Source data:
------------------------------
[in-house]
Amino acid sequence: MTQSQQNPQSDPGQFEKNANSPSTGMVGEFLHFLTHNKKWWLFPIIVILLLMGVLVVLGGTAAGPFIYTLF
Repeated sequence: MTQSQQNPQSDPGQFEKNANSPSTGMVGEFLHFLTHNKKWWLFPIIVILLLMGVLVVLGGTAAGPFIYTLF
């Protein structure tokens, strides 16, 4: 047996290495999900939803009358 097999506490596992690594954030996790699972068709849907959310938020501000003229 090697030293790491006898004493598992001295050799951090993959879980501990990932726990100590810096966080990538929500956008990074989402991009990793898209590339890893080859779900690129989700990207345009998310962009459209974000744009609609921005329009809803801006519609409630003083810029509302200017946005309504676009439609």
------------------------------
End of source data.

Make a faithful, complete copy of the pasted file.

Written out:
[in-house]
Amino acid sequence: MTQSQQNPQSDPGQFEKNANSPSTGMVGEFLHFLTHNKKWWLFPIIVILLLMGVLVVLGGTAAGPFIYTLF
Repeated sequence: MTQSQQNPQSDPGQFEKNANSPSTGMVGEFLHFLTHNKKWWLFPIIVILLLMGVLVVLGGTAAGPFIYTLF
């Protein structure tokens, strides 16, 4: 047996290495999900939803009358 097999506490596992690594954030996790699972068709849907959310938020501000003229 090697030293790491006898004493598992001295050799951090993959879980501990990932726990100590810096966080990538929500956008990074989402991009990793898209590339890893080859779900690129989700990207345009998310962009459209974000744009609609921005329009809803801006519609409630003083810029509302200017946005309504676009439609």